The Anchoress has an interesting take on Cardinal Dolan’s St. Patrick’s Day Parade quandary.
I’m not sure a bishop has a choice but to run out to meet prodigals, regardless of motivating factors. The father wants everyone to come home and be with him. Once they’re at the doorstep, they may be encouraged to come in; once they’re inside, they can be talked with, nurtured, fed, encouraged, formed, and made whole. This cannot happen as long as they are off in the faraway places.
The key here, aside from the father running out to the prodigal son, is that he ran out while the son was still a long way off.
Later in the story, the older son — obedient and responsible — feels shortchanged and resentful, because the father has been so welcoming of the wastrel while barely noticing the elder son’s daily toil. And what does the father do? He goes out to his elder son, to reassure him that his faithfulness is seen and known. He tells him, “everything I have is yours” even while urging him to make his returning brother welcome.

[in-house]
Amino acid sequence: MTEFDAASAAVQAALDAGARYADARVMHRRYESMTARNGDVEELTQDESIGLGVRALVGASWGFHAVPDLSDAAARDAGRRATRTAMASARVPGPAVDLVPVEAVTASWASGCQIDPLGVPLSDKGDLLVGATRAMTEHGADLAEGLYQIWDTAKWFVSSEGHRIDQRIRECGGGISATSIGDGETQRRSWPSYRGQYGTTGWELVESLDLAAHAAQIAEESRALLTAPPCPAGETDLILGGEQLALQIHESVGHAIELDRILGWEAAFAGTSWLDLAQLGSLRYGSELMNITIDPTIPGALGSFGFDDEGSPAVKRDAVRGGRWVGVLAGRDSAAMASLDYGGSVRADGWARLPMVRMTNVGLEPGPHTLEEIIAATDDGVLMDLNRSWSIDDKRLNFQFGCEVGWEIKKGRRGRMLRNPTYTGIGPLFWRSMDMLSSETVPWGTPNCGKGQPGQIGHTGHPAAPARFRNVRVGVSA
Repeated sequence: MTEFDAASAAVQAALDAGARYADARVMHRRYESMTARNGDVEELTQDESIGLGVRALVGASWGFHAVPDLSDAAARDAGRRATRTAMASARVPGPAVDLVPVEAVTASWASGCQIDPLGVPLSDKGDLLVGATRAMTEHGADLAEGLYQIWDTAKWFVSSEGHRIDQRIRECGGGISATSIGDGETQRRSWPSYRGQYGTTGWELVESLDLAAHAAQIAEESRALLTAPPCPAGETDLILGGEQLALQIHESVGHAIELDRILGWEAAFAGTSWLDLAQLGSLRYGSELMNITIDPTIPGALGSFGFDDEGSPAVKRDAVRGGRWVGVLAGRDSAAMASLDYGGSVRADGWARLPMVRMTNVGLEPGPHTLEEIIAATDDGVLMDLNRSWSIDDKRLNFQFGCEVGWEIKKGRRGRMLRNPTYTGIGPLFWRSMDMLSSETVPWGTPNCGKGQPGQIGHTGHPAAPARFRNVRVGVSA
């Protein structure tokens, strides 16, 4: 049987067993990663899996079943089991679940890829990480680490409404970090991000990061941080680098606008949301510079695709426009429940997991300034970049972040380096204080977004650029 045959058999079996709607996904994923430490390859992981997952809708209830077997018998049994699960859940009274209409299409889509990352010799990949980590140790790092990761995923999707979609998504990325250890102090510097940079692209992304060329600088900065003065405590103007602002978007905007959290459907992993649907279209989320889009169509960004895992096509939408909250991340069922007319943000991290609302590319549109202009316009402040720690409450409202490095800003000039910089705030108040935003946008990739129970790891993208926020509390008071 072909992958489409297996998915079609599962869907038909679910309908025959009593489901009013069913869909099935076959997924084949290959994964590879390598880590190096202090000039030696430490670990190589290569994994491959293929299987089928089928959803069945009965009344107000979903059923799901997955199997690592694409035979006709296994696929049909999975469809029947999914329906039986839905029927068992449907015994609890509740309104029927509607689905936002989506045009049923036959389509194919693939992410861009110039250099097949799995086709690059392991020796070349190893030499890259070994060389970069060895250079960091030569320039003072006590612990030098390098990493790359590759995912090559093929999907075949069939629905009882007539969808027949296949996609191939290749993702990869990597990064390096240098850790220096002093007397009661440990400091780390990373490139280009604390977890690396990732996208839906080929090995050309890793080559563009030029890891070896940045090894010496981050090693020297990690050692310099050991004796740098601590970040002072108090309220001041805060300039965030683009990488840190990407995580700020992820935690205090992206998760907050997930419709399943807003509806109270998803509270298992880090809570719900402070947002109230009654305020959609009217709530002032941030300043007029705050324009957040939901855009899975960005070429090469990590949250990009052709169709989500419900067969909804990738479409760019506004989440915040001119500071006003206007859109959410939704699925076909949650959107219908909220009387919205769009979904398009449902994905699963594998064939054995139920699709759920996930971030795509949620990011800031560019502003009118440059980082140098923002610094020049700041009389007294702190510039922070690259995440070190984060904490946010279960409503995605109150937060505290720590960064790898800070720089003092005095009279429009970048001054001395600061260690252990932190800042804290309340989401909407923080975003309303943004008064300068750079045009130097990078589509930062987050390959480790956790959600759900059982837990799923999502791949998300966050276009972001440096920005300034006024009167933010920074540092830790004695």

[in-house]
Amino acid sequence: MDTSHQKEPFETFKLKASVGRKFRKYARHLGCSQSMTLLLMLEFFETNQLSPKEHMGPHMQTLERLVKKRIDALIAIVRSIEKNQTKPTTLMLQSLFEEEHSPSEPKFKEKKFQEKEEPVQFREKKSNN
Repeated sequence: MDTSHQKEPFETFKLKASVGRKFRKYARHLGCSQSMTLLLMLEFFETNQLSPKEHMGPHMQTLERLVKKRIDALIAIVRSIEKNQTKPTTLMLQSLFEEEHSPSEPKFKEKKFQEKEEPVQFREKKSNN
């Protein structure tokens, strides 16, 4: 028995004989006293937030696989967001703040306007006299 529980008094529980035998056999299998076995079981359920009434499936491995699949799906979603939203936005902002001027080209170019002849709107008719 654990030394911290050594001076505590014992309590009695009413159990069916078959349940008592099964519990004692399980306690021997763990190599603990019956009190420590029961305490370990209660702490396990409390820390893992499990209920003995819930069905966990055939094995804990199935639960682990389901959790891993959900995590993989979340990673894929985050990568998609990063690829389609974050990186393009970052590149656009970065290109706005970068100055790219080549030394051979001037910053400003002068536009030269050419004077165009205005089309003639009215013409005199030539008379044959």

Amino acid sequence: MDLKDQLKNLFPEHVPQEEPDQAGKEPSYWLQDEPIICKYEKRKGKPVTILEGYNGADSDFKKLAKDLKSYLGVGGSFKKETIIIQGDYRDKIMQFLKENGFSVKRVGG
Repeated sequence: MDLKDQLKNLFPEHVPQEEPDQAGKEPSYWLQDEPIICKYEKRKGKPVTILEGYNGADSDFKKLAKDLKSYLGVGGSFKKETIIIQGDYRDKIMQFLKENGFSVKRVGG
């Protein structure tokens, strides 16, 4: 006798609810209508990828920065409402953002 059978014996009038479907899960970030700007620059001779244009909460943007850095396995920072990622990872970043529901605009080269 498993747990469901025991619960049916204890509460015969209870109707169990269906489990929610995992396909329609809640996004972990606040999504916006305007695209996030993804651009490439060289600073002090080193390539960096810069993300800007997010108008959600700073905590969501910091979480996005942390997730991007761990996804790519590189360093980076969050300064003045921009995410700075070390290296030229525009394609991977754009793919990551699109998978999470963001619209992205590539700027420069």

Because only in this way can his family eventually become whole, and holy.
So yeah, the bishop has some work to do; he cannot ebulliently run out to meet the disobedient ones (who may someday convert and conform their lives to become the best Catholics ever, but are still a long way off) without also warmly seeking out the obedient ones, and soothing their resentment — letting them know that they are seen, heard, beloved, sharing and fully welcome.
They are absolutely not getting that message from him, right now.
Food for thought. Much to pray about. Much to atone for.